quality ashlar. Photographs show that the engine was originally housed in a
The engine was supplied with high pressure water from a piece of machinery
known as an accumulator. Water was pumped into the accumulator from a water
wheel, the remains of both are situated at the southern end of the monument.
There is a stone built wheel pit which contained a large overshot water wheel
and this is also a Listed Building Grade II; it is thought that water was
carried from the south on a wooden launder onto the wheel, although the
reservoirs or dams which provided the source of water have not been
identified. The surplus water left the wheel pit through an arched portal into
a stone lined tail race which carried it northwards into the river. Attached
to the eastern side of the wheel pit there are the remains of a small
rectangular building, visible today as a masonry platform. This building
housed the hydraulic accumulator from which sufficient water, at the correct
pressure, was piped to the hydraulic engine.
The lead ore which was raised from Holmslinn mine, was removed from the site
for processing and subsequently for smelting to the Allen smelting mill at
Allendale, also operated by Blackett.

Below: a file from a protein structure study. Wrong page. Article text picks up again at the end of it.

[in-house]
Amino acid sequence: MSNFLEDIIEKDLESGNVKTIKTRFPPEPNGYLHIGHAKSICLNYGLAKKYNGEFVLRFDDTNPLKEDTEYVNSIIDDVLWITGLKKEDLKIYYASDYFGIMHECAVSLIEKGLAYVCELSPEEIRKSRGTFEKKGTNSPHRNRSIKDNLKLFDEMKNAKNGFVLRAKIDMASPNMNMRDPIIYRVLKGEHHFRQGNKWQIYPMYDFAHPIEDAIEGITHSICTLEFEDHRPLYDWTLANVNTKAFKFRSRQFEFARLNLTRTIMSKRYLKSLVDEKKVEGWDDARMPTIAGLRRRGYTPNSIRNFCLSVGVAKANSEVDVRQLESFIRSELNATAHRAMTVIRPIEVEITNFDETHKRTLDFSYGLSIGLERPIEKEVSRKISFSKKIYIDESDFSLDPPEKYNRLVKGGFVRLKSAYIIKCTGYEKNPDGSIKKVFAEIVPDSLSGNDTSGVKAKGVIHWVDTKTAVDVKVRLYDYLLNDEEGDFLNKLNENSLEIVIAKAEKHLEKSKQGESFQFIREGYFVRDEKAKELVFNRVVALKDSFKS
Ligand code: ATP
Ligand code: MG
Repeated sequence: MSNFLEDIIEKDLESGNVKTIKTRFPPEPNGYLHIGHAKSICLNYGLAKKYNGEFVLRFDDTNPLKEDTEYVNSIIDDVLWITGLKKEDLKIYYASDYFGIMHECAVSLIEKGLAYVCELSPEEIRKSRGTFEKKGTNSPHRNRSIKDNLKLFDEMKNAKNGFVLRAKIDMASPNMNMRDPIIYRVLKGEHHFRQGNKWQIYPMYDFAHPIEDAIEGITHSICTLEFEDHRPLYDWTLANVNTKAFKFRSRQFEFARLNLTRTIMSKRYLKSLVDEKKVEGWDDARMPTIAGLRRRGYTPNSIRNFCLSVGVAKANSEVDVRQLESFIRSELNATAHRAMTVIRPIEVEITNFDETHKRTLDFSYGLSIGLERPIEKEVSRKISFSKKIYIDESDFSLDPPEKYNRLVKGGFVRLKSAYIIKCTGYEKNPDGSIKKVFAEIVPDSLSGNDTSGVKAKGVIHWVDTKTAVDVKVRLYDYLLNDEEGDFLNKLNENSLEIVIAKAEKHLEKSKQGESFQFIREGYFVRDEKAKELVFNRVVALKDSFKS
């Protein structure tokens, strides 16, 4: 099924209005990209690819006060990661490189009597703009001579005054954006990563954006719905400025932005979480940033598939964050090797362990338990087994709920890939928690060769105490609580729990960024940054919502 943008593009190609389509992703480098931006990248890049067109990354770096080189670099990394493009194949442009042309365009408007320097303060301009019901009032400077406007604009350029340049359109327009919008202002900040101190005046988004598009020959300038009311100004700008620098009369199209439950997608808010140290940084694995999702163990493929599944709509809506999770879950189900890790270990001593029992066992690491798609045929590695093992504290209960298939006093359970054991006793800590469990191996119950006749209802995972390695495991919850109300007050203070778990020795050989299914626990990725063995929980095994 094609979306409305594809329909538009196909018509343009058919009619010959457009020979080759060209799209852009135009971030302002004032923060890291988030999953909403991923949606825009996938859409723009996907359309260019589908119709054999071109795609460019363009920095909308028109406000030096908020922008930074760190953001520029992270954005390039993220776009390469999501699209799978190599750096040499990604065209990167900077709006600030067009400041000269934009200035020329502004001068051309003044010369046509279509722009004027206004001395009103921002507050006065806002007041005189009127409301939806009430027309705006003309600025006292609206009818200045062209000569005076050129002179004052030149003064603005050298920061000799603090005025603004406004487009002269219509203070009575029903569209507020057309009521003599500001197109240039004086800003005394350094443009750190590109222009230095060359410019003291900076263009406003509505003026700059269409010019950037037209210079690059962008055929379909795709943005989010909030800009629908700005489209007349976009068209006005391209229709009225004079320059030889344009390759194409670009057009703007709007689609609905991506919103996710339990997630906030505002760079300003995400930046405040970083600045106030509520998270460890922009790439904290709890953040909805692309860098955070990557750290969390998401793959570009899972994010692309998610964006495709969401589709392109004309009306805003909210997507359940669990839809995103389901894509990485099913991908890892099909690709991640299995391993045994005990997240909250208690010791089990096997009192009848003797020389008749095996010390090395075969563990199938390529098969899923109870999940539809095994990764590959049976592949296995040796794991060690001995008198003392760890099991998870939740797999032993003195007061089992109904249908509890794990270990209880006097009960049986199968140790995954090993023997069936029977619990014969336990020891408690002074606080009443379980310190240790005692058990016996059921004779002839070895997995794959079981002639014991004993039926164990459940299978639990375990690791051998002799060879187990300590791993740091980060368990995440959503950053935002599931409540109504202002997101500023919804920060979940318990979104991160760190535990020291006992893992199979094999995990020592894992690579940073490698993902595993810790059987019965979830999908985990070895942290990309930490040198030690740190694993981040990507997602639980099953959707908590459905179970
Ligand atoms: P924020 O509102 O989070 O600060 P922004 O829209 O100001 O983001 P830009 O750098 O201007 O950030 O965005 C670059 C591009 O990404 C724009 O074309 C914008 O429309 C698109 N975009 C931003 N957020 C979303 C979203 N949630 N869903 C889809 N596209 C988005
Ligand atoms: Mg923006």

The lodging house and office building are excluded from the scheduling as are
all fences which cross the monument, although the ground beneath all of these
features is included.
MAP EXTRACT The site of the monument is shown on the attached map extract. It includes a 2 metre boundary around the archaeological features, considered to be essential for the monument's support and preservation.
Coombes, L C, Lead Mining In East And West Allendale, Archaeologia Aeliana 4th series, (1958)
Holmes Linn Mine: Step 3 Report,
National Grid Reference: NY 84192 52383
The above map is for quick reference purposes only and may not be to scale. For a copy of the full scale map, please see the attached PDF - 1015848 .pdf
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This copy shows the entry on 26-Apr-2018 at 10:29:35.
End of official listing